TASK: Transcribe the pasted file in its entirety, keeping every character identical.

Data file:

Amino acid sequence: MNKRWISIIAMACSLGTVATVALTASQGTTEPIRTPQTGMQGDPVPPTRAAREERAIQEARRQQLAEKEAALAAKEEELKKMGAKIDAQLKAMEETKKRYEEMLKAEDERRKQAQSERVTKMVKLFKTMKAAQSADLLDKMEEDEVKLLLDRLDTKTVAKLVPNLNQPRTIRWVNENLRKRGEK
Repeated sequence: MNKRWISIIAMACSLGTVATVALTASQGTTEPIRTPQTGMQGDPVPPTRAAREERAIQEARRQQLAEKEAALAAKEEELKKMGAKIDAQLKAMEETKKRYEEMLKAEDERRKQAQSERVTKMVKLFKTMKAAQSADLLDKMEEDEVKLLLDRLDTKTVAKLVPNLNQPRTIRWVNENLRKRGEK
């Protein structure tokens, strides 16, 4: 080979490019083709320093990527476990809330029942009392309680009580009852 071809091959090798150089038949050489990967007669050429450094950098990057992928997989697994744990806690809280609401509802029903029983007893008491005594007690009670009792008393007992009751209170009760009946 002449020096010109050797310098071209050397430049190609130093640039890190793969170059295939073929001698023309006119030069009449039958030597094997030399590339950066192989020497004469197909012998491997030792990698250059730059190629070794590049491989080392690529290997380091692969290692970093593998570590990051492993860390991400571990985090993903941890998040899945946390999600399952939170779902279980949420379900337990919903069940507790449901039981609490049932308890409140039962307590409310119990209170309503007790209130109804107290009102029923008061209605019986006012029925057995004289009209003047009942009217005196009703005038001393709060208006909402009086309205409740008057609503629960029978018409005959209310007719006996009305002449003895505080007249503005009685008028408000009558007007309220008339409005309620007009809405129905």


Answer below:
Amino acid sequence: MNKRWISIIAMACSLGTVATVALTASQGTTEPIRTPQTGMQGDPVPPTRAAREERAIQEARRQQLAEKEAALAAKEEELKKMGAKIDAQLKAMEETKKRYEEMLKAEDERRKQAQSERVTKMVKLFKTMKAAQSADLLDKMEEDEVKLLLDRLDTKTVAKLVPNLNQPRTIRWVNENLRKRGEK
Repeated sequence: MNKRWISIIAMACSLGTVATVALTASQGTTEPIRTPQTGMQGDPVPPTRAAREERAIQEARRQQLAEKEAALAAKEEELKKMGAKIDAQLKAMEETKKRYEEMLKAEDERRKQAQSERVTKMVKLFKTMKAAQSADLLDKMEEDEVKLLLDRLDTKTVAKLVPNLNQPRTIRWVNENLRKRGEK
């Protein structure tokens, strides 16, 4: 080979490019083709320093990527476990809330029942009392309680009580009852 071809091959090798150089038949050489990967007669050429450094950098990057992928997989697994744990806690809280609401509802029903029983007893008491005594007690009670009792008393007992009751209170009760009946 002449020096010109050797310098071209050397430049190609130093640039890190793969170059295939073929001698023309006119030069009449039958030597094997030399590339950066192989020497004469197909012998491997030792990698250059730059190629070794590049491989080392690529290997380091692969290692970093593998570590990051492993860390991400571990985090993903941890998040899945946390999600399952939170779902279980949420379900337990919903069940507790449901039981609490049932308890409140039962307590409310119990209170309503007790209130109804107290009102029923008061209605019986006012029925057995004289009209003047009942009217005196009703005038001393709060208006909402009086309205409740008057609503629960029978018409005959209310007719006996009305002449003895505080007249503005009685008028408000009558007007309220008339409005309620007009809405129905």